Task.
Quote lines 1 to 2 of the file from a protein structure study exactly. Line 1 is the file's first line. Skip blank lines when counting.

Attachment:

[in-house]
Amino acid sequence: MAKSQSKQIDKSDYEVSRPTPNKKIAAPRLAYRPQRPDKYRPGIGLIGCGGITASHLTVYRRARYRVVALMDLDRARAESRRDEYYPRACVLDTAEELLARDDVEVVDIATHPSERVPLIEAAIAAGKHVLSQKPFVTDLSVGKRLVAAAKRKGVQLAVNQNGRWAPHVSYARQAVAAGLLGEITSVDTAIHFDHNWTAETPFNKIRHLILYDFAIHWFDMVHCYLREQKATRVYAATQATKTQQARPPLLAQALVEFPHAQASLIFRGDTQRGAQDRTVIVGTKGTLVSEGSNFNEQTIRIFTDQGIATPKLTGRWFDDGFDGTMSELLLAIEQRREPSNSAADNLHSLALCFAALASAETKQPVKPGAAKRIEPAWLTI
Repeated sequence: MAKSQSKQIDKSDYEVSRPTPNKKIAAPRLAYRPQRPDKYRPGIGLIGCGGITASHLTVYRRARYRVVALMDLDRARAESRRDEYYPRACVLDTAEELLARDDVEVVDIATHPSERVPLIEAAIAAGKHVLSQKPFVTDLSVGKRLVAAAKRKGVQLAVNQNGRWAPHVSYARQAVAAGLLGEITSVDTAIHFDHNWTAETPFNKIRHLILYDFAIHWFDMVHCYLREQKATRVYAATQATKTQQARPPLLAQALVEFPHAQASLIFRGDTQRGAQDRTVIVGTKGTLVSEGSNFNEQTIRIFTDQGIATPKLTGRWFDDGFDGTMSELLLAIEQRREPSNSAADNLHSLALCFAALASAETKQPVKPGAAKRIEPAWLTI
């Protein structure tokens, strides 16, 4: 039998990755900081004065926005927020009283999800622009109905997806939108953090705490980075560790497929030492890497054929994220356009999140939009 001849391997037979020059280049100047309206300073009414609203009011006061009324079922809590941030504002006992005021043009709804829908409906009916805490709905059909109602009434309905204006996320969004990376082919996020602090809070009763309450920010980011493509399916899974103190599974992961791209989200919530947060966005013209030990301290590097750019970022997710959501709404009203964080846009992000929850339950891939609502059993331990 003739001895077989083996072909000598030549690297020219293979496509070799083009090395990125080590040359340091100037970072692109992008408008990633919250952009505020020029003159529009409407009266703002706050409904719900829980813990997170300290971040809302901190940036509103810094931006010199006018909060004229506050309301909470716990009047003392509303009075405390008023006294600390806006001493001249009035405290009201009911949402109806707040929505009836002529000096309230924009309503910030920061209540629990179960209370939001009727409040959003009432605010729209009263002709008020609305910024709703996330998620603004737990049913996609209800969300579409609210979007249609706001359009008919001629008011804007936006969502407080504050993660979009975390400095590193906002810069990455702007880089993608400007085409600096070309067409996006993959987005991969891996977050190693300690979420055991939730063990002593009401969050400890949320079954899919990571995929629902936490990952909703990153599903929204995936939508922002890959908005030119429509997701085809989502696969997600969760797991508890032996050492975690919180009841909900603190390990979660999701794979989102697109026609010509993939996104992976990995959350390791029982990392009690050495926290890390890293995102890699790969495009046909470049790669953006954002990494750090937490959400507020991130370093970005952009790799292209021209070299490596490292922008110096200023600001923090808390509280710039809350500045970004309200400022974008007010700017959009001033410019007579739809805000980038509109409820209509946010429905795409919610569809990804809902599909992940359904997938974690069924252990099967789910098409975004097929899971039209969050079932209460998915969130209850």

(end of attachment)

[in-house]
Amino acid sequence: MAKSQSKQIDKSDYEVSRPTPNKKIAAPRLAYRPQRPDKYRPGIGLIGCGGITASHLTVYRRARYRVVALMDLDRARAESRRDEYYPRACVLDTAEELLARDDVEVVDIATHPSERVPLIEAAIAAGKHVLSQKPFVTDLSVGKRLVAAAKRKGVQLAVNQNGRWAPHVSYARQAVAAGLLGEITSVDTAIHFDHNWTAETPFNKIRHLILYDFAIHWFDMVHCYLREQKATRVYAATQATKTQQARPPLLAQALVEFPHAQASLIFRGDTQRGAQDRTVIVGTKGTLVSEGSNFNEQTIRIFTDQGIATPKLTGRWFDDGFDGTMSELLLAIEQRREPSNSAADNLHSLALCFAALASAETKQPVKPGAAKRIEPAWLTI